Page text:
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Eos R7 Wildlife Object Detection Clarification


I'm looking to get the R7 for wildlife photography and I'm curious about your experiences with the object detection for wildlife. On their website, Canon has a disclaimer that the feature may not be able to recognise animals that are not dogs, cats or birds. I'm wondering how does this really work in practice for wildlife photography when it comes to other animals like deer, foxes, hogs etc?



Can't answer your inquiry but never heard of a camera that could distinguish different animals. How would it tell the difference between a coyote and a large dog? Following this post for answers.

Canon EOS T7; EF-S 18-55mm IS; EF 28-135mm IS; EF 75-300mm; Sigma 150-600mm DG

Rising Star
Rising Star

The Canon AF system is not so clever that it can detect cats but not lions. The defined subject types; feline, canine and birds covers quite a lot of animal subjects. A fox head is much like a dog, and a puma is still a cat. The ability of the camera to work with pelicans and raptors is well known despite their different head / beak shapes. 

With an EOS R6 I have seen it find the black eye on a black horse when set to animal subject priority, and fail to find the head of a zebra. Guess the zebra stripes confuse the animal subject detection.

If you photograph primates, you might be better setting the camera for people as the face shapes are similar.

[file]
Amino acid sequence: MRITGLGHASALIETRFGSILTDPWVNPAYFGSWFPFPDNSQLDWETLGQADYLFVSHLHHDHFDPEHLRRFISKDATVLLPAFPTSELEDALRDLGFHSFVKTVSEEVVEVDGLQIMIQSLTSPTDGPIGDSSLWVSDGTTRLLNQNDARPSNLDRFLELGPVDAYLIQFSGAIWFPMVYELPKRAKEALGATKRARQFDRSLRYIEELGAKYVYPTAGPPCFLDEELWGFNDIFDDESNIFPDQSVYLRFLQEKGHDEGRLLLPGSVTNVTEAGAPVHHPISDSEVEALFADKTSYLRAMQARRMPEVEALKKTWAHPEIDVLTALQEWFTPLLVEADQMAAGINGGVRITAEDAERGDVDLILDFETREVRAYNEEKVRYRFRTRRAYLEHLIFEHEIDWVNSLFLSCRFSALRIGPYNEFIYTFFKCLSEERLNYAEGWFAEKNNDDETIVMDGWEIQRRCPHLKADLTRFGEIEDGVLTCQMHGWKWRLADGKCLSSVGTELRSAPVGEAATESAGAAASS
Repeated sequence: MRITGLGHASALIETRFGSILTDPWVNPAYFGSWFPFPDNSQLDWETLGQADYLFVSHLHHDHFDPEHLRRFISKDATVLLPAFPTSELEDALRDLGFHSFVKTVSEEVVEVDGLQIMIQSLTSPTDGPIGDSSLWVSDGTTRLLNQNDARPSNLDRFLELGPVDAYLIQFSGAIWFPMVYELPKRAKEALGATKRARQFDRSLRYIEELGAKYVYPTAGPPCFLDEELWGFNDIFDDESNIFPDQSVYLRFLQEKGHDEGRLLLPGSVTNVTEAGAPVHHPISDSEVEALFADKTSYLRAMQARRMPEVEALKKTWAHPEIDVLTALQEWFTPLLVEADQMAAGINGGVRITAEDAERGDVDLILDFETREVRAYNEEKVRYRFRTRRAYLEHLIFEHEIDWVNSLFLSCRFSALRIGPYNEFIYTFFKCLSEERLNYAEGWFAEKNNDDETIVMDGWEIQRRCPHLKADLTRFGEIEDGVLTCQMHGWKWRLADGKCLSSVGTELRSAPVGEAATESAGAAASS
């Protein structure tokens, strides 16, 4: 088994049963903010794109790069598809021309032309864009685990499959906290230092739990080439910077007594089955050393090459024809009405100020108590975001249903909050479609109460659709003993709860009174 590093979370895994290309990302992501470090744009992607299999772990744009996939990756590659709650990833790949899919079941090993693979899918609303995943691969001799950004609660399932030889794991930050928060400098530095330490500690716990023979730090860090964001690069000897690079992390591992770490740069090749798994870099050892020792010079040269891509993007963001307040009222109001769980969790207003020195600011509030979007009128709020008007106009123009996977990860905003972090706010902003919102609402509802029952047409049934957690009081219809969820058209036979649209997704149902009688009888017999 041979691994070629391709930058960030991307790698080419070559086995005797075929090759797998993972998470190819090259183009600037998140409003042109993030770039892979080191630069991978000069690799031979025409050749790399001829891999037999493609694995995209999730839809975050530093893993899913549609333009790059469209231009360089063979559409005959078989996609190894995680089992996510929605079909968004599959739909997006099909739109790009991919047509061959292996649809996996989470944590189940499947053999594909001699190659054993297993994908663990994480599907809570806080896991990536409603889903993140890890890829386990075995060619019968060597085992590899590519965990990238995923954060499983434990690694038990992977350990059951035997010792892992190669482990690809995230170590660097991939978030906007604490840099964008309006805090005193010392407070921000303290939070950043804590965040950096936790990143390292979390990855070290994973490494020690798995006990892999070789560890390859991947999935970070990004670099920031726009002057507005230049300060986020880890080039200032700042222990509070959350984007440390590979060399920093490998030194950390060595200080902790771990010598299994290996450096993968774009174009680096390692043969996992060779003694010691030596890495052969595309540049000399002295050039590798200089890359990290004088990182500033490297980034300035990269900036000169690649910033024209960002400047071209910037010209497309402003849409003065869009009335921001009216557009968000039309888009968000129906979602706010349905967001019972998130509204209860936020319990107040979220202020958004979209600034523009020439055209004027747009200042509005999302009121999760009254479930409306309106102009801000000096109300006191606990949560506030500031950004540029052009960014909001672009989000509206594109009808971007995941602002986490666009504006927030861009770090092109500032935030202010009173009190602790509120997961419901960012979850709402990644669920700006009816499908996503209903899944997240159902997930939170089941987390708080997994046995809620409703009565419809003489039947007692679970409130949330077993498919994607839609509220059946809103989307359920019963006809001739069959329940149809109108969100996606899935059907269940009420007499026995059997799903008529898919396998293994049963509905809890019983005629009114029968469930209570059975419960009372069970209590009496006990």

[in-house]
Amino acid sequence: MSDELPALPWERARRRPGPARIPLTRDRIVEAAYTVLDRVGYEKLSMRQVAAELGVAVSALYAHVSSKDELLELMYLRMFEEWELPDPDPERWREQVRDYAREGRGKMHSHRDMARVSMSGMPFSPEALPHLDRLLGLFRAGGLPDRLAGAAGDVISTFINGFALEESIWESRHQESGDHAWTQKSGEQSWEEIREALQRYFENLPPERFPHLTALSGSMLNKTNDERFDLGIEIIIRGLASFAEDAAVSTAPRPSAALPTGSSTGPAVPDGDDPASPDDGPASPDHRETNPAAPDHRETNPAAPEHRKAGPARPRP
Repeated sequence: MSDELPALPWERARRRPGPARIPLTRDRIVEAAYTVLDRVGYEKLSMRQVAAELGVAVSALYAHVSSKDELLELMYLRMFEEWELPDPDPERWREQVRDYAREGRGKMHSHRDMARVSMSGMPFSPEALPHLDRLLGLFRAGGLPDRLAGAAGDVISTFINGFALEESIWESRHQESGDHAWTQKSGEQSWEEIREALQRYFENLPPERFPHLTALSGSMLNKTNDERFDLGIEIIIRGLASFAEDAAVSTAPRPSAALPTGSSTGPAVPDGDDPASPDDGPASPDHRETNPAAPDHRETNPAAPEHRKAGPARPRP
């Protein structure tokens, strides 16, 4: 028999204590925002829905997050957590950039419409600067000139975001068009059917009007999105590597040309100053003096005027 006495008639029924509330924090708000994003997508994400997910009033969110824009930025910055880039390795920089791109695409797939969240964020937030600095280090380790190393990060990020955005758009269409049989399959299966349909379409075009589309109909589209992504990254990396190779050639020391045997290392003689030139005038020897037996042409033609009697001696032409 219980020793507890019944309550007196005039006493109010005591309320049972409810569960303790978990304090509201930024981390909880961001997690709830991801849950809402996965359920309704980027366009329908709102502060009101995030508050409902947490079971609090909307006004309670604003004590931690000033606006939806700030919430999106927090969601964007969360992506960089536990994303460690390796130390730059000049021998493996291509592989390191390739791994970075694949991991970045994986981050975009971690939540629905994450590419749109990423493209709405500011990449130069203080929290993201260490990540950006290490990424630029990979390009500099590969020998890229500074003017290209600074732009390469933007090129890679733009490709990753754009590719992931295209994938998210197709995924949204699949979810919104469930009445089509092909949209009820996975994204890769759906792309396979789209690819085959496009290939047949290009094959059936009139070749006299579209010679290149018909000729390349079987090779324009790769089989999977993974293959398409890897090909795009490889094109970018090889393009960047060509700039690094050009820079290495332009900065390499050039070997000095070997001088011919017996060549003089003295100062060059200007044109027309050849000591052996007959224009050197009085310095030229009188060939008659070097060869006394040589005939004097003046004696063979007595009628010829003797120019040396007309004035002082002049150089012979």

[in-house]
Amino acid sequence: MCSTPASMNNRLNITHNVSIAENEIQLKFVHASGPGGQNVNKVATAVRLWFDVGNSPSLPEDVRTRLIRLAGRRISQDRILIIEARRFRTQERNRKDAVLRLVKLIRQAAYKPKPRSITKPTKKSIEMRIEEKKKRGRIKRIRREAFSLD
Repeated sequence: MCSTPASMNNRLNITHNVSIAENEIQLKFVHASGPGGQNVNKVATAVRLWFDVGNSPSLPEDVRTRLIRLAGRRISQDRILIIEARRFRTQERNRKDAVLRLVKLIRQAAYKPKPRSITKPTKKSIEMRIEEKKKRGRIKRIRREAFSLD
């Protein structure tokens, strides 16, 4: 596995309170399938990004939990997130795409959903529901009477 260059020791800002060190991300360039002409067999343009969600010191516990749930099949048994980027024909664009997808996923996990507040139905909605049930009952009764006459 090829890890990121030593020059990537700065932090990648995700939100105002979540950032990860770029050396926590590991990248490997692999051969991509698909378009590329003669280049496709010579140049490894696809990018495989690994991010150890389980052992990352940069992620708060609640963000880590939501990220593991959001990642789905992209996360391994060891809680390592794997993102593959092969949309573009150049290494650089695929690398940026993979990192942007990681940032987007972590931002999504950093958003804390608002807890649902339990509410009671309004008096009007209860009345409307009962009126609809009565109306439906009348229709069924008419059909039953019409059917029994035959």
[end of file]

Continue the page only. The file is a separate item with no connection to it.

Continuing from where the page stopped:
So to answer the question, the camera is unlikely to tell the difference between a coyote and a large dog, and probably also no difference between a bear and a dog.

EOS R6 Mark II and EOS R8 have additional profiled subjects. Animal detection still does canine, feline and birds, but also adds equine subjects. Its vehicle setting adds trains and planes to the bikes and cars.

Brian - Canon specialist trainer, author and photographer


I am a wildlife photographer and looked at the R7, but for a bunch of reasons went for the R5 and R6 series because amongst other things, they do have superior tracking.  I have tracked giraffes, lions, dogs, cats, birds, reptiles etc.  The only things they have occasionally struggled with are insects because of the compound eyes.

cheers, TREVOR

"All the variety, all the charm, all the beauty of life is made up of light and shadow", Leo Tolstoy;
"Skill in photography is acquired by practice and not by purchase" Percy W. Harris